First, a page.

Main | Wednesday, July 25, 2012

Should Sally Ride Have Come Out?

After astronaut Dr. Sally Ride was posthumously outed in her obituaries earlier this week, many are wondering why she hadn't been publicly open about her orientation. The Associated Press weighs in:
In pop culture, the fine arts, the entertainment industry, and in some individual sports, it's now commonplace for luminaries to be out as gay or lesbian. But in many other fields, the dynamics are different. Aside from Ride, no other astronaut of any nation has come out as gay. No active player in the four major North American pro sports leagues — football, basketball, baseball, hockey — has come out as gay, though some retired players have done so. Ken Mehlman came out as gay only after he completed his stint as chairman of the Republican National Committee.

Back in 2002, baseball star Mike Piazza — then playing with the New York Mets — rebutted rumors by holding a news conference to declare, "I'm not gay." Queen Latifah, the hip-hop star and actress, has countered comparable speculation over the years by refusing to discuss her personal life. According to a study by the Human Rights Campaign, a national gay-rights group, 51 percent of gay, lesbian, transgender and bisexual workers hide their sexual identity to most or all of their fellow employees. Citing those findings, gay-rights activists have been pushing, so for in vain, for Congress to outlaw workplace discrimination based on sexual orientation and gender identity.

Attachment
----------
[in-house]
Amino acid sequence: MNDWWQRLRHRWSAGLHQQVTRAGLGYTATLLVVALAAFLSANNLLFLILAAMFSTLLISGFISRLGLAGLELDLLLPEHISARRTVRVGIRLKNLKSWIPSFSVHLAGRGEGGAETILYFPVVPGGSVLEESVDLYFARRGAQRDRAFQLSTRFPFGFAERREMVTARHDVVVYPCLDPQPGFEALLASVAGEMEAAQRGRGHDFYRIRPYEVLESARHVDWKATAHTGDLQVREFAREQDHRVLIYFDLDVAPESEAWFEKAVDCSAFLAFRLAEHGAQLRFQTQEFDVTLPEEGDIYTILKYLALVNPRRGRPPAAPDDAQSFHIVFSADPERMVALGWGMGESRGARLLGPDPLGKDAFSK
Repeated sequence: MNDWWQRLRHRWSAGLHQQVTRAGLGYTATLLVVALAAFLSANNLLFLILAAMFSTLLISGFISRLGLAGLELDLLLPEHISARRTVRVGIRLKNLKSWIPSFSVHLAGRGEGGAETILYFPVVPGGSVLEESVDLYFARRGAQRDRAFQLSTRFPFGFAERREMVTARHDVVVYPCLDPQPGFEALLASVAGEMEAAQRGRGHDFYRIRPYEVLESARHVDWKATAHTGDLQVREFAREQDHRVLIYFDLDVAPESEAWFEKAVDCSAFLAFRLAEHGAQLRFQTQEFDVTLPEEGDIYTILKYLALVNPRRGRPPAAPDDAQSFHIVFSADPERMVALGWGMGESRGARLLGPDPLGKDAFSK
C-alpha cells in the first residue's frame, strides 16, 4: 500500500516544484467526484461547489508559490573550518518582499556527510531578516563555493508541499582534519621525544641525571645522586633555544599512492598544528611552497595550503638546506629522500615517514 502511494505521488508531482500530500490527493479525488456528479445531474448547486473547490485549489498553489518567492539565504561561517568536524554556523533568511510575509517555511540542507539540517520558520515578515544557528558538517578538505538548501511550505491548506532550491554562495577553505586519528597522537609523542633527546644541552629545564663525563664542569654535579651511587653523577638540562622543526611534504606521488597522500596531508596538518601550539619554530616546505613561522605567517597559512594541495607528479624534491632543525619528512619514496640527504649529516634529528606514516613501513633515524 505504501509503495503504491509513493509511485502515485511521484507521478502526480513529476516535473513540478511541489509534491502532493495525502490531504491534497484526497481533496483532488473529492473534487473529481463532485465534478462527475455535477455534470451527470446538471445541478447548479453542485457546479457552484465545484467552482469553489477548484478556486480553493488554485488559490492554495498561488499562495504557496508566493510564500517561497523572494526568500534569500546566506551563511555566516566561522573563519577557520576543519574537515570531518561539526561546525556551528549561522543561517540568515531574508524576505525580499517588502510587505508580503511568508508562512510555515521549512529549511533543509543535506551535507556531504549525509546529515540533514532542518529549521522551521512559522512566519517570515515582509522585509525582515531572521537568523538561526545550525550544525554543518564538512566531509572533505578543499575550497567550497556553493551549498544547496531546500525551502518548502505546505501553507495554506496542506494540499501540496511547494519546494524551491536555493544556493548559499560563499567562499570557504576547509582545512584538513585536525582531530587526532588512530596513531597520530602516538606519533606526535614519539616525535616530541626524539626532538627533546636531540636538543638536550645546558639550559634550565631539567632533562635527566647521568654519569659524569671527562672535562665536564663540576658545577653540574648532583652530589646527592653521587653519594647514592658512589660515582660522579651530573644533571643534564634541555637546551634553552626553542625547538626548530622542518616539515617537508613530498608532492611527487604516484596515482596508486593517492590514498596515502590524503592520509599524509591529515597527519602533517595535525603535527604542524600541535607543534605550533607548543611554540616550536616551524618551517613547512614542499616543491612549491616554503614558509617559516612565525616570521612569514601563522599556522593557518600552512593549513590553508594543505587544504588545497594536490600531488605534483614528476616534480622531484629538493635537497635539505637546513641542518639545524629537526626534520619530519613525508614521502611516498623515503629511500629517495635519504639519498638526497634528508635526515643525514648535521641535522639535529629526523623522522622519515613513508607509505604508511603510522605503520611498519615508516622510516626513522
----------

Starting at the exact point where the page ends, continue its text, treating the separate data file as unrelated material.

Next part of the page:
Fred Sainz, the Human Rights Campaign's vice president for communications, said his initial reaction to the revelation about Sally Ride was, "What a shame that we didn't learn this while she was alive." "However, the fact it was acknowledged in death will be an incredibly powerful message to all Americans about the contributions of their LGBT counterparts," Sainz said. "The completeness of her life will be honored correctly." Ride's sister, Bear Ride, a lesbian who has been active in gay-rights causes, e-mailed a supportive explanation of Ride's choice. "She was just a private person who wanted to do things her way," she wrote. "She hated labels (including 'hero')."
GLAAD is calling on the New York Times to "give Sally Ride her rightful place in LGBT history."
If the New York Times is the "paper of record" then it's right now missing a crucial part of that record. It became known that American hero Sally Ride, who passed away this week, had been in a relationship with a woman for more than a quarter-century. Her sister has said plainly in interviews that her family wants part of Dr. Ride's enduring legacy to be as a hero to the LGBT community - a member of the community that they "didn't know they had."

Journalism is about telling the whole story. This week BuzzFeed's Chris Geidner did it. The New York Times did not. The New York Times owes it to its readers, and to its own journalistic integrity, to tell the full story. Although Dr. Ride's relationship with a woman wasn't publicly known to those outside her community during her lifetime, her family now wants both the LGBT community and those living with pancreatic cancer to know about the hero they share.

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